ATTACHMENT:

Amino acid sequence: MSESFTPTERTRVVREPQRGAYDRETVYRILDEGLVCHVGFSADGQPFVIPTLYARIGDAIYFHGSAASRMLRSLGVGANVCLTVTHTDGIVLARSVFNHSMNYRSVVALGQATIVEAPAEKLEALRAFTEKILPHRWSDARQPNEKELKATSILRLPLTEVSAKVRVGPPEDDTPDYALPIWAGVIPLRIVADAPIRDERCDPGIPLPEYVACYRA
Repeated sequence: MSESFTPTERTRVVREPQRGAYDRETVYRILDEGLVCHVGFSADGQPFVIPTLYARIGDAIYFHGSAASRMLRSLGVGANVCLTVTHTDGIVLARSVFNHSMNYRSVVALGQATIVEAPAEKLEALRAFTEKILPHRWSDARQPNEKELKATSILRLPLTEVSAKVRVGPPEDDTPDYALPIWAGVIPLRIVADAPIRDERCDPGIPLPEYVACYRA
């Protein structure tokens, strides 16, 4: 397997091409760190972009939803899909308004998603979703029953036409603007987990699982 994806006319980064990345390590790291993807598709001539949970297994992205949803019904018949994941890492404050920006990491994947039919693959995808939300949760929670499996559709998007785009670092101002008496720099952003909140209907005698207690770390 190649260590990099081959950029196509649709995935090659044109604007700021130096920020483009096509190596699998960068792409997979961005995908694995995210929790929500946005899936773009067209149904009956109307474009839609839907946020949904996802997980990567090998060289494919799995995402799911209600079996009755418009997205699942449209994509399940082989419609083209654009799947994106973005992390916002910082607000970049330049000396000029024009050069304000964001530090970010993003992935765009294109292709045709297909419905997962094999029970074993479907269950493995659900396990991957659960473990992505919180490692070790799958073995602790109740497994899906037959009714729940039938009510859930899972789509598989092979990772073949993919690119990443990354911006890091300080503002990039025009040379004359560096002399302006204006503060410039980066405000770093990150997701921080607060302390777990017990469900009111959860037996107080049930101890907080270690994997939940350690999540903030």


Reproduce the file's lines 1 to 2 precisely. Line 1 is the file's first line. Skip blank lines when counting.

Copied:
Amino acid sequence: MSESFTPTERTRVVREPQRGAYDRETVYRILDEGLVCHVGFSADGQPFVIPTLYARIGDAIYFHGSAASRMLRSLGVGANVCLTVTHTDGIVLARSVFNHSMNYRSVVALGQATIVEAPAEKLEALRAFTEKILPHRWSDARQPNEKELKATSILRLPLTEVSAKVRVGPPEDDTPDYALPIWAGVIPLRIVADAPIRDERCDPGIPLPEYVACYRA
Repeated sequence: MSESFTPTERTRVVREPQRGAYDRETVYRILDEGLVCHVGFSADGQPFVIPTLYARIGDAIYFHGSAASRMLRSLGVGANVCLTVTHTDGIVLARSVFNHSMNYRSVVALGQATIVEAPAEKLEALRAFTEKILPHRWSDARQPNEKELKATSILRLPLTEVSAKVRVGPPEDDTPDYALPIWAGVIPLRIVADAPIRDERCDPGIPLPEYVACYRA